Best Moment: Pam's speech is probably best from a storytelling standpoint, but the one that kills me every time is Michael's high-pitched rendition of "The Gambler" on the bus.  Absolutely hysterical, and I can never hear that song the same way again.

8. The Job

The Season 3 finale ties together all the story threads introduced thus far, while kicking off multiple new plot developments.  Michael, Jim and Karen all go to New York to interview for the corporate job, while Dwight, having been named Michael's successor, begins to reshape the office to his liking (including handing out meritorious "Schrute bucks," holding lectures about the history of paper, and painting his new office black).  Pam, having unburdened herself to Jim, is now at peace about the two of them never getting together, and is also recruited as Dwight's "Secret Assistant to the Regional Manager."  Michael learns at his interview that the position he's actually applied for is Jan's, as the company has decided to let her go.  Jan makes a public scene upon learning she's been fired, and Michael withdraws his application.  Jim seems to be on track to get the job, but during his interview he sees a note Pam left in his sales reports, and he races back to Scranton to ask her on a date, finally paying off the glorious three-season flirtation.  In the end the corporate job goes to Ryan Howard, setting up a major shakeup for Season 4.  This episode might be the most pivotal in the entire series, juggling so many elements with such conviction and dexterity.  As season finales go it's quite a masterpiece.

Best Moment: I love Pam's reaction when Jim finally asks her out - a mix of surprise, joy, flattered embarrassment and restraint.  Jenna Fischer rides the line between being caught up in the moment and not totally showing her hand because she's being interviewed.  It's the big culmination we were all awaiting for two years and it gave us just enough to want more, but was subtle enough to avoid falling into the Ross & Rachel trap where we'd lose interest once they hooked up.  One of the best moments in the series.

9. The Lover

Okay, we're skipping to Season 6 for these final two picks.  Seasons 4 and 5 are both great but it's hard to pick out specific episodes that stand above the pack; their greatness is tied more closely to multi-episode arcs than to single shows.  Season 6 is really where the series decline began, right around the time of Dunder-Mifflin's sale to Sabre.  The setup for that storyline was interesting but I never felt like they followed it through very well; I was never terribly interested in the Sabre stuff, though Kathy Bates was quite good as Sabre's CEO Jo Bennett.  The Gabe character not so much; he was pretty insufferable.  I also found the Andy-Erin romance kind of a tired, torturous retread of Jim & Pam and didn't much care whether or not they got together.  And of course once Steve Carell left in Season 7 the show was never the same.  But the first half of Season 6 is still pretty great, and the first selection on this list is "The Lover," when Jim and Pam return from their honeymoon to learn that Michael has been dating Pam's mother, after hooking up with her at the wedding.  Pam is of course horrified and spends the rest of the episode seething with resentment, both at Michael for shtupping her mom, and at Jim for not being outraged about it.  I love the juxtaposition of Pam's character, from an easygoing, soft-spoken people pleaser to an enraged rabble rouser who disrupts meetings and openly insults Michael.  Mean-spirited Pam is fantastically hilarious.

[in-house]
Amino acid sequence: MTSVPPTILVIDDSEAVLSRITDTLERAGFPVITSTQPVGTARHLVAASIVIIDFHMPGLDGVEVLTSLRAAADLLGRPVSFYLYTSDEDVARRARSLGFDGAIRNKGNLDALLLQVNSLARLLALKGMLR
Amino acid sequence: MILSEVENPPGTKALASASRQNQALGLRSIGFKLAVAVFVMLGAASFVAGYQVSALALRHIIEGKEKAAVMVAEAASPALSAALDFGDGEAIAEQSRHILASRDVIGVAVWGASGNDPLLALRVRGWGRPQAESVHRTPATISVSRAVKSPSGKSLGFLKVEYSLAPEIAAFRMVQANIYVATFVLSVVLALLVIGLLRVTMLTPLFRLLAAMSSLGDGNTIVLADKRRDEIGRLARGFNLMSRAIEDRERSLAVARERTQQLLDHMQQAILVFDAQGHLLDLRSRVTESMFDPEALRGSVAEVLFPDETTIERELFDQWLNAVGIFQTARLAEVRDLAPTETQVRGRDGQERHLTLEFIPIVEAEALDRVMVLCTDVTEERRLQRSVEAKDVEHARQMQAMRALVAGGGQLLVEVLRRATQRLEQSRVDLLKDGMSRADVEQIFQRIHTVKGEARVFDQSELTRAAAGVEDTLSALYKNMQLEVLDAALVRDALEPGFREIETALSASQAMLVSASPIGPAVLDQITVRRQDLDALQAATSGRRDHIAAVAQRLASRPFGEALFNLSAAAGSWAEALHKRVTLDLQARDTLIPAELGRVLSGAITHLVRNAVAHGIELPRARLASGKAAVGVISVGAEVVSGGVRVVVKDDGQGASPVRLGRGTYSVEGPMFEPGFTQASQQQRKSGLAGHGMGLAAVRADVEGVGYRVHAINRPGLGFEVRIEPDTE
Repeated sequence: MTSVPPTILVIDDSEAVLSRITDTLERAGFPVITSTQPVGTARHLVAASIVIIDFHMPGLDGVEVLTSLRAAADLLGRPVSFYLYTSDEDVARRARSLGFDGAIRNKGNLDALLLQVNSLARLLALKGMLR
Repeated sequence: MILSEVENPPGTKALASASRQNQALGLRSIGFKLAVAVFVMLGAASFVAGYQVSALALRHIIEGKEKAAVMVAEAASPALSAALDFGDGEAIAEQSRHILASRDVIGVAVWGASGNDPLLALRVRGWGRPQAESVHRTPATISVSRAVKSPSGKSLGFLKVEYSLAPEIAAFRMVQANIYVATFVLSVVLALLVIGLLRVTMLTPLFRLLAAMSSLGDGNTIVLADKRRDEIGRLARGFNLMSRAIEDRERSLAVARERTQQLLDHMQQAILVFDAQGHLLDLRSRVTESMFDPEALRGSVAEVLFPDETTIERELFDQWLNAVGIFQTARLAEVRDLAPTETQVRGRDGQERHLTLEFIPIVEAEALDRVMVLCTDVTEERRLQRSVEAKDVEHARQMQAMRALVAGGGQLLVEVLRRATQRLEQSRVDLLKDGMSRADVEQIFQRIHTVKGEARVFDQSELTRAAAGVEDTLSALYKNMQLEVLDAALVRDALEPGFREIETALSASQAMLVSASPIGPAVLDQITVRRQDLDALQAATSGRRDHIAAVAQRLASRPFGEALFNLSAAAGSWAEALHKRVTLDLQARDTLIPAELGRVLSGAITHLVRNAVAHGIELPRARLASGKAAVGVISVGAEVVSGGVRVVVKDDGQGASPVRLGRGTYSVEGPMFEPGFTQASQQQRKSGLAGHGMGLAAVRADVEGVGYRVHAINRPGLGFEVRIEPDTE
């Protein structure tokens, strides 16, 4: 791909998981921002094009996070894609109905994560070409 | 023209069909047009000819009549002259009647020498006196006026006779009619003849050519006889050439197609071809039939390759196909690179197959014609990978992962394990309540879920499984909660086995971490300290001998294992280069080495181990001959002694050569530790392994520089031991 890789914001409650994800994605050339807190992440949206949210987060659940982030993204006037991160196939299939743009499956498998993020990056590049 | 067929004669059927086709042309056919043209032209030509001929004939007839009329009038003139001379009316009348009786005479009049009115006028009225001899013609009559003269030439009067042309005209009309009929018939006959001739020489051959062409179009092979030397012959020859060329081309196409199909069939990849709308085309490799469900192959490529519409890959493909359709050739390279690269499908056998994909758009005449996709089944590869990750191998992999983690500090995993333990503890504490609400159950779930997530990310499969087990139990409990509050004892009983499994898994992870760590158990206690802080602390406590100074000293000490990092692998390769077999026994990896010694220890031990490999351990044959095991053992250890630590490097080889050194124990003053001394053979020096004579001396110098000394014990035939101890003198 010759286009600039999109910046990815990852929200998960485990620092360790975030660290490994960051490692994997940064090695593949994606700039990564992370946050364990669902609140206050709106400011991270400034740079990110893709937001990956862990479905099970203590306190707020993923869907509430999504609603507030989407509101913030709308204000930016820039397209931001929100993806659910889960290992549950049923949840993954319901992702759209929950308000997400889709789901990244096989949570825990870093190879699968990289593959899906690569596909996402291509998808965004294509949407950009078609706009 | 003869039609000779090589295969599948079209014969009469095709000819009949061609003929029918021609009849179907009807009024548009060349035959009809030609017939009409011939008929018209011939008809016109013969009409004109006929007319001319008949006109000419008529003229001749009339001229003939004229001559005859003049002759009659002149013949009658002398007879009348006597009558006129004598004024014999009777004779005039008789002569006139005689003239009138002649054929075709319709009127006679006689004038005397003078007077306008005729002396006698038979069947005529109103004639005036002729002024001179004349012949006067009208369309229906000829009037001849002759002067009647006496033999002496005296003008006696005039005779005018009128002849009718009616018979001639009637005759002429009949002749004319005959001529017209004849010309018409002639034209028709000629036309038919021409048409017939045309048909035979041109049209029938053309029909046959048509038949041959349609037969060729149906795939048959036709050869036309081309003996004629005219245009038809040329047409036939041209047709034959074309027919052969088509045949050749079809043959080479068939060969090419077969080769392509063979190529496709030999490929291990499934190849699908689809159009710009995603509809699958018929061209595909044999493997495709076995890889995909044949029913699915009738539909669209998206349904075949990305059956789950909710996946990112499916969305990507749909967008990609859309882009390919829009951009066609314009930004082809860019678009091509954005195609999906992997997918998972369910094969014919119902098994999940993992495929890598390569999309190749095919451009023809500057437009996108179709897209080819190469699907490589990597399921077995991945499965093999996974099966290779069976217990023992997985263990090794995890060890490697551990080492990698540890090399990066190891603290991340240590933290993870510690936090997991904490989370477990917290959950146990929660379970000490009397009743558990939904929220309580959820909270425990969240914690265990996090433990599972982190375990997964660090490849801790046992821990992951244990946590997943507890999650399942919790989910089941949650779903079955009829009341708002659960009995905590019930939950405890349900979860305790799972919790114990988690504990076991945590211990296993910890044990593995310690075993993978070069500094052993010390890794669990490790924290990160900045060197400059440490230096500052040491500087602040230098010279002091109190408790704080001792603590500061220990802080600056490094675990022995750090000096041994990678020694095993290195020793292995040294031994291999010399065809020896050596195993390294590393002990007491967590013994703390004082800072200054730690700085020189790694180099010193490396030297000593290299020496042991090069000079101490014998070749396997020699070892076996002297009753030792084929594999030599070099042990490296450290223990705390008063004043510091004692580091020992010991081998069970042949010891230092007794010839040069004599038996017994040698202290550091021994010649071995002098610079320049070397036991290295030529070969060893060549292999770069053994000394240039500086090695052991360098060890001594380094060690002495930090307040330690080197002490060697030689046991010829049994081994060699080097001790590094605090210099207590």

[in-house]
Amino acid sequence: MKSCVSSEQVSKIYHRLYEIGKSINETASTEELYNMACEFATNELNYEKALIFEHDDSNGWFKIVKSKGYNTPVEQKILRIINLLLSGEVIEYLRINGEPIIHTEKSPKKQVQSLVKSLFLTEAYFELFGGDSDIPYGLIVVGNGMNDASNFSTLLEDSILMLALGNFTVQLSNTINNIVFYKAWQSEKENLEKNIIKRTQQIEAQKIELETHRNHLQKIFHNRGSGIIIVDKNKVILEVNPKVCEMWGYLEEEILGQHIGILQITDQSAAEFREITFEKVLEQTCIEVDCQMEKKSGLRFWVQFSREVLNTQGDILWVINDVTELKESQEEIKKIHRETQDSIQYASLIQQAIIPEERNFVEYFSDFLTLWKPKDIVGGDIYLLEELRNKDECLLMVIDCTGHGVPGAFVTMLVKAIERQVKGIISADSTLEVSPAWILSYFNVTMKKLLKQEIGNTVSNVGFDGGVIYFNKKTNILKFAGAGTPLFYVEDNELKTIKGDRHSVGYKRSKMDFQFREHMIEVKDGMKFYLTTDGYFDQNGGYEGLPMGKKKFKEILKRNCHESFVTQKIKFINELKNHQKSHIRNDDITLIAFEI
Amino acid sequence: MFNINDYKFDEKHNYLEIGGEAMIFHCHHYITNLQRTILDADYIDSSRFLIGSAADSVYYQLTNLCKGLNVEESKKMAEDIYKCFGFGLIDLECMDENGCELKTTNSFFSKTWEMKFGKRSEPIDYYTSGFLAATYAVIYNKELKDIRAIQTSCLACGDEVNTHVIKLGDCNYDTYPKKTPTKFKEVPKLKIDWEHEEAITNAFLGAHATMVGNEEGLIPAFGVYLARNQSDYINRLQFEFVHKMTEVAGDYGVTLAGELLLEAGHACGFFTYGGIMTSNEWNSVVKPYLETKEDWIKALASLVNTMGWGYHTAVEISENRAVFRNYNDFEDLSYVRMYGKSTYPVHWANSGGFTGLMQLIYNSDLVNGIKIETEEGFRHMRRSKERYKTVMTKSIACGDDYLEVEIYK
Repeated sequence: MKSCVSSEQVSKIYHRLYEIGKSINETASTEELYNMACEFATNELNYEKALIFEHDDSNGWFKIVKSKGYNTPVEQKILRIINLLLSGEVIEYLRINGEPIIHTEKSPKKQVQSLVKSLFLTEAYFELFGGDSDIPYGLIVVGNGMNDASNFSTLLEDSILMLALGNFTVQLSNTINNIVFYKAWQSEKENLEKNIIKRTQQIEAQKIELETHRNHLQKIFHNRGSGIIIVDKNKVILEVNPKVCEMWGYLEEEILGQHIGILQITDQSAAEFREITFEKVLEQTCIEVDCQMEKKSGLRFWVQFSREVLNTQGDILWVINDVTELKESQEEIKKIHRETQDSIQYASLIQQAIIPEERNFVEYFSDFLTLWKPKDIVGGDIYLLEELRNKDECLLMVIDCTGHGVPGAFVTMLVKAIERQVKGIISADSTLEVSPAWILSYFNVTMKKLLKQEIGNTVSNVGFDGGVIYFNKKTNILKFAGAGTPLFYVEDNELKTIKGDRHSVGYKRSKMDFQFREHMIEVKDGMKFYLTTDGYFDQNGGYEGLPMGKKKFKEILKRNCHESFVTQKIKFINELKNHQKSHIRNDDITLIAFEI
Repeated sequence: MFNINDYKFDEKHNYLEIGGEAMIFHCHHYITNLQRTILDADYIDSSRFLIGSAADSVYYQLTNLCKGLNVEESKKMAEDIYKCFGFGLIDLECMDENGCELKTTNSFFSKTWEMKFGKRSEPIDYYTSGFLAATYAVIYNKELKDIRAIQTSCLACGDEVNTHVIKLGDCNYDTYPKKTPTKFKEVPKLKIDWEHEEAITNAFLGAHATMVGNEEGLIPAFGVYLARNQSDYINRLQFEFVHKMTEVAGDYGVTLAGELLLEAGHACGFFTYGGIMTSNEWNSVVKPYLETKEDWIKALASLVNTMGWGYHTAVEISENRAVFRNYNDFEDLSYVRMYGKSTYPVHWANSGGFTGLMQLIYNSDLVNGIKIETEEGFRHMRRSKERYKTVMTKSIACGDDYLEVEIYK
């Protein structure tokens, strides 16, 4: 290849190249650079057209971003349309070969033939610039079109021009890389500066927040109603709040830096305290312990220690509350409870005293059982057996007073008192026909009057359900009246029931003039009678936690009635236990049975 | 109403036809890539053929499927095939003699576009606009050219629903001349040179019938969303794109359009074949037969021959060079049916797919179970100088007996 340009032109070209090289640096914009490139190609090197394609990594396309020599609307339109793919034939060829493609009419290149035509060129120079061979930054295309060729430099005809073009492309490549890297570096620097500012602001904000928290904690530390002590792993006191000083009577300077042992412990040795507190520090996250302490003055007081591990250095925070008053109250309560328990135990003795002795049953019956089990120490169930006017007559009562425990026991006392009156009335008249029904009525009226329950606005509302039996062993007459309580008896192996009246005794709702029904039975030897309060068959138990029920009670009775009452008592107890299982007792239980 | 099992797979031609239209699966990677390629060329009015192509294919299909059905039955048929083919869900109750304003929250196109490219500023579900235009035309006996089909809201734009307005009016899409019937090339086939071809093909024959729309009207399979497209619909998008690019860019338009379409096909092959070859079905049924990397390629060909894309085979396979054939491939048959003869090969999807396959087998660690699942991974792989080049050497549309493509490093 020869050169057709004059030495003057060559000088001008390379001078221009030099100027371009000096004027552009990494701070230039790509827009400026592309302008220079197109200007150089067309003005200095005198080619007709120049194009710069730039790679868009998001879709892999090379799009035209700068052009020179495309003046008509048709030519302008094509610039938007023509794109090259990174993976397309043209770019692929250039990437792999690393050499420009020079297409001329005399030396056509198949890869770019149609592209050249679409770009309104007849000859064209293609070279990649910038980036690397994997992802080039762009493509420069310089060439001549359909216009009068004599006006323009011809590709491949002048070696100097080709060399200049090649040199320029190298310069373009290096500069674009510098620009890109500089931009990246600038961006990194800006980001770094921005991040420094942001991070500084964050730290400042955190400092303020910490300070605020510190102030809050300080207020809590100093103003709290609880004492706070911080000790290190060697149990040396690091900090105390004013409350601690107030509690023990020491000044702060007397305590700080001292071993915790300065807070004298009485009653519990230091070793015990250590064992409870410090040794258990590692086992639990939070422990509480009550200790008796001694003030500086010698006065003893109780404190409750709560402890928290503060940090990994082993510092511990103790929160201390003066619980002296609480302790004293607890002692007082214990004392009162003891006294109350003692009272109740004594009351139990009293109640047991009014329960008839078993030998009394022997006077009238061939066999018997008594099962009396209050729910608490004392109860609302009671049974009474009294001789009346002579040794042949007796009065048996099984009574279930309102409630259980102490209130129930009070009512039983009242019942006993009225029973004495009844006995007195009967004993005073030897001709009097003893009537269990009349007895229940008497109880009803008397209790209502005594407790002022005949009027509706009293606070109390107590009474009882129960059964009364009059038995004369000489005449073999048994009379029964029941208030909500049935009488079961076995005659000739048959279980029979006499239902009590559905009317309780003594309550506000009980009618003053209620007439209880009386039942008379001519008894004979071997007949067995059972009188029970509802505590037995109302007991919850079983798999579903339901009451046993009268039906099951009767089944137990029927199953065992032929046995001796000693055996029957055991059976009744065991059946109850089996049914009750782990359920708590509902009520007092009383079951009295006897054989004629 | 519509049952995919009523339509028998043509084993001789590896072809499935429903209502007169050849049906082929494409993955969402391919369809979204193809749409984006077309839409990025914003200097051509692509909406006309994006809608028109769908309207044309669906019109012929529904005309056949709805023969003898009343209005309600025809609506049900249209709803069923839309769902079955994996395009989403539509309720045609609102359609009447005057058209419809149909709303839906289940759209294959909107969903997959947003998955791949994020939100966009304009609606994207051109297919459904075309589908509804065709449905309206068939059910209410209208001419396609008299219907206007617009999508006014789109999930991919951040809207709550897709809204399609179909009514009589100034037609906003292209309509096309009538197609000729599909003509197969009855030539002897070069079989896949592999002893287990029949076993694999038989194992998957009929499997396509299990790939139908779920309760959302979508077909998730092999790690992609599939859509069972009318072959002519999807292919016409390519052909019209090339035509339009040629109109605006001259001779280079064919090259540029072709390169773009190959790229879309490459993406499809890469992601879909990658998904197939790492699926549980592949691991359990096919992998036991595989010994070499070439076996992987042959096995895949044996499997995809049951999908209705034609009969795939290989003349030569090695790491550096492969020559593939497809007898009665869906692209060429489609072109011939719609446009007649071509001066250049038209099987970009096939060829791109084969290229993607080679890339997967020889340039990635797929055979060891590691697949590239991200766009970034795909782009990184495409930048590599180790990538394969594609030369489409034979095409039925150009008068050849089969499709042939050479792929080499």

Best Moment: After Michael justifies the situation by saying "I assumed that you want me to be happy because I want you to be happy," Pam replies, "Michael. Let me make this very easy for you. I COULD GIVE A SHIT ABOUT YOUR HAPPINESS! STOP DATING MY MOTHER!" 

10. Secret Santa

My last pick is, what a shock, ANOTHER Christmas episode, also from Season 6, where Jim grants Phyllis's request to dress as the office Santa, much to Michael's chagrin.  He spends about half the episode competing with her for the role (including demanding that Kevin sit on his lap, which he immediately regrets), and when the office votes him out as Santa he instead dresses as Jesus and heckles the Secret Santa party.  This episode sees Michael at his most self-indulgent douchiness and it's comic gold, particularly the extended cut, which includes....

Best Moment: After Kevin sits on Michael's lap (during which multiple cast members in the background are clearly trying their damndest not to laugh), Michael spends a solid minute trying to resume the use of his legs.  Pants-pissingly awesome.

And there are my ten favorite Office episodes.  There won't ever be a show quite like it; for nine seasons these were the coworkers I wished were mine.  When the show ended I felt like it was time to find a new job.....